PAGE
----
Debris is the debut novel from Jo Anderton, a Sydney based author.
This story has an interesting premise – a world that has been built around a form of magic, the manipulation of tiny particles called pions. The resulting society is not your typical medieval high-fantasy arrangement, rather represents an alternative development path that has incorporated pions into technology to reach a more urban level of development. I’d almost classify it as having a steampunk sensibility, that mixture of cool “technology” that can do some fantastic things, but with a slightly old fashioned feel.
The main character, Tanyana, is one of the elite in this world, able to manipulate pions to an astonishing degree. She is an architect who, with a linked circle of nine assistants, is able to use pions to create buildings and monuments of astonishing scale and aesthetic. She is in the middle of creating her greatest work so far when something goes horribly wrong. From her perspective she is attacked by “angry” pions. From everyone else’s perspective she loses control. When she wakes up in the hospital she has lost her ability to see and manipulate pions, but can now see the debris that pion manipulation leaves behind. The hospital also bonds her to a silver metal substance that can morph to create a suit or crude weapons which she can use to collect the debris.
This immediately catapults her from the highest tiers of society to the lowest – the ability to see and collect debris is considered a necessary but “dirty” profession. The rest of the story documents her struggle to accept her new role amongst the have-nots and work out what happened to her.
Character development of Tanyana is strong with a realistic, if irritating at times, reaction to such a major fall from grace. The slow development makes some of the later revelations more powerful, even if you feel like yelling at Tanyana to snap out of it at times. The story focuses almost exclusively on Tanyana, so other characters are not as well developed but enough is sketched out for the purposes of the story and perhaps future novels.
The relationships Tanyana formed with those immediately around her were generally adequately developed as well, although I thought one of the more romantic relationships didn’t read as well as the others. It made the eventual resolution of that relationship have less of an emotional impact for me, but this is a minor quibble.
I found the world building interesting. Details of the world, its background and history, as well as information on how the magic works, were sketchy. I didn’t mind this – I enjoy books that fill in the background gradually as you go. If this was a stand alone book, I would have felt a little dissatisfied with the amount of detail provided by the end. As the first book in a series, I guess I’ll just need to buy the sequel to find out more!
The plot moved along at a reasonable, but not particularly fast, pace. There were a couple of points at which I did find myself thinking that Tanyana could spend a little less time moping and a little more time getting on with things, but that probably says more about me than the novel.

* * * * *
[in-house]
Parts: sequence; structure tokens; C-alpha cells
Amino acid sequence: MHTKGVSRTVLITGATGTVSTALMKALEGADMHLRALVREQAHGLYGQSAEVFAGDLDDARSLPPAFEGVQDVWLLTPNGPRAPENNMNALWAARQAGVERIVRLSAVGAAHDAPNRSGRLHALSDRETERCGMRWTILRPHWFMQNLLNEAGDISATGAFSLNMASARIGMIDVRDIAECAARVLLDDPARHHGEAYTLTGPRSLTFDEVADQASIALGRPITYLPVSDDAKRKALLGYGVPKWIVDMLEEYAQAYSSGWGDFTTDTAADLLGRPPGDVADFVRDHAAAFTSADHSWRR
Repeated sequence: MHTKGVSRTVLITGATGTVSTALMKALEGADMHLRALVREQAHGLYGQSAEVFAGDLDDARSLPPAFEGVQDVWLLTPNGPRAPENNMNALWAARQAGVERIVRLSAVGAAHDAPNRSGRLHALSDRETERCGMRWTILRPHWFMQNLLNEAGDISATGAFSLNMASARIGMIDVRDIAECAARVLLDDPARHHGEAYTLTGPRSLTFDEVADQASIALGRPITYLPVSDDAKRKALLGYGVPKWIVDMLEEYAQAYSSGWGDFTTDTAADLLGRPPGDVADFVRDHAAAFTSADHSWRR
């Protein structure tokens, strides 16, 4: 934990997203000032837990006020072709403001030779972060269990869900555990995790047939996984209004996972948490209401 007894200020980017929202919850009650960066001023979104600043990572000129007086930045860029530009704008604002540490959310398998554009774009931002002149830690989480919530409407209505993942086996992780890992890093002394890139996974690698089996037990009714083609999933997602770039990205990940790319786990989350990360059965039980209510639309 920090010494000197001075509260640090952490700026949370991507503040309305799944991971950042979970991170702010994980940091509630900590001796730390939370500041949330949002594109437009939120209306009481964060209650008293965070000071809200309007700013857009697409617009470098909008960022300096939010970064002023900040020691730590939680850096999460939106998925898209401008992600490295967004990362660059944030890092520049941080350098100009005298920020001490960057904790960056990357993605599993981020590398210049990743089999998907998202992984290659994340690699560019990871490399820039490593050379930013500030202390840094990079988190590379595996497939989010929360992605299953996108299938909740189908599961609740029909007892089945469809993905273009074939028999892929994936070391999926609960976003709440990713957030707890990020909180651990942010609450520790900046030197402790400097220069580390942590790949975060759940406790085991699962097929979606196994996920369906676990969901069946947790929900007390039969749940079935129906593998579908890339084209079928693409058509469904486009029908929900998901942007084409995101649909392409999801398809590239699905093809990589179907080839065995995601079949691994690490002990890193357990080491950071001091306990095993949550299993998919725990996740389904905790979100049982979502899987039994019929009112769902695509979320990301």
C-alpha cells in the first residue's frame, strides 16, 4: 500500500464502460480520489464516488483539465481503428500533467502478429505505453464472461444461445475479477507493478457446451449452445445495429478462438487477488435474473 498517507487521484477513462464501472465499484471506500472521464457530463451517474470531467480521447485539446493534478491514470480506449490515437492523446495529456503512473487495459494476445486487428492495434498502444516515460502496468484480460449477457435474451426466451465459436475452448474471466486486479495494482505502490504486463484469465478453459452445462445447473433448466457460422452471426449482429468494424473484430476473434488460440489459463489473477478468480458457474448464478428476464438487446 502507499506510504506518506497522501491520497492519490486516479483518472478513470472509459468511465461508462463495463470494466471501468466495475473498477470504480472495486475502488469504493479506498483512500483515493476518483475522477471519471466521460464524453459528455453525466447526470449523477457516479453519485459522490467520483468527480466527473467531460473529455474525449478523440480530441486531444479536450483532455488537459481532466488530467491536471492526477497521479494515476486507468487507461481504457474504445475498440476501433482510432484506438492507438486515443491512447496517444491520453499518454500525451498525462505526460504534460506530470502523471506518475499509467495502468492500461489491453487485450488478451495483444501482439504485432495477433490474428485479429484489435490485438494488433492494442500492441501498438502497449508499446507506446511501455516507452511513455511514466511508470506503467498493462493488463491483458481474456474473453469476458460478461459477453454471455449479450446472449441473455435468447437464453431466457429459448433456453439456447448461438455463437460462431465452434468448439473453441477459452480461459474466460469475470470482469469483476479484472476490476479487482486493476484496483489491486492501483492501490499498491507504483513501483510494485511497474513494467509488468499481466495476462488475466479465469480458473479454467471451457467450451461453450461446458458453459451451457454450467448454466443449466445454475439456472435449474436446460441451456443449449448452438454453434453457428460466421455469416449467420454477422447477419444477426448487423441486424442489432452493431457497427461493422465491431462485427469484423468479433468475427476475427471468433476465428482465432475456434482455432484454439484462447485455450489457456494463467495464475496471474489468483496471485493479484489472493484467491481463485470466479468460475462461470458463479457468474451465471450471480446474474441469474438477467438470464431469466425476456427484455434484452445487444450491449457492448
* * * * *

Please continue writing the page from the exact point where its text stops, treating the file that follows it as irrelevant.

It should be noted that Ms Anderton has also released a free short prequel story to Debris on her website. It gives a taste of the events leading up to the start of Debris – you don’t need to have read it to enjoy Debris, but it does set the scene for what is to follow.
So, I enjoyed this novel and will be reading the next in the series, Suited, when it is released by Angry Robot later in the year. Nice writing, good core idea and a world that I am very curious to find out more about.
I also reviewed this book on Goodreads. View all my reviews.
This work by Mark Webb is licensed under a Creative Commons Attribution-ShareAlike 3.0 Australia License.
8 thoughts on “Debris by Jo Anderton – review”
I agree with most of your review, especially the underdeveloped romantic relationship — that bothered me a little, too. Also that the characters other than Tanyana are a little underdeveloped. However, I disagree about the world building. I thought Anderton told us as much as we needed to know. In fact, near the ending, I was surprised at how much was revealed, particularly given the world-building resolution (as opposed to a story-arch resolution) couldn't come until book two.
Thanks for posting your review! It's always interesting to read what other people think of books I've read.
Thanks for the comment Tsana. Yes, I always find approaches to world building interesting. I generally like a "less is more" approach, but sometimes when a world grabs me I like hear a lot more details. Perhaps my own impatience lies behind my reaction!
I'm looking forward to the next in the series.
I've seen several reviews for this title now and I think I would like to try it. Thanks for sharing your review with the AWW Challenge
Shelleyrae @ Book'd Out
Yes, it seems to be a very popular and well received debut novel. Will be interested to see how it goes in awards season.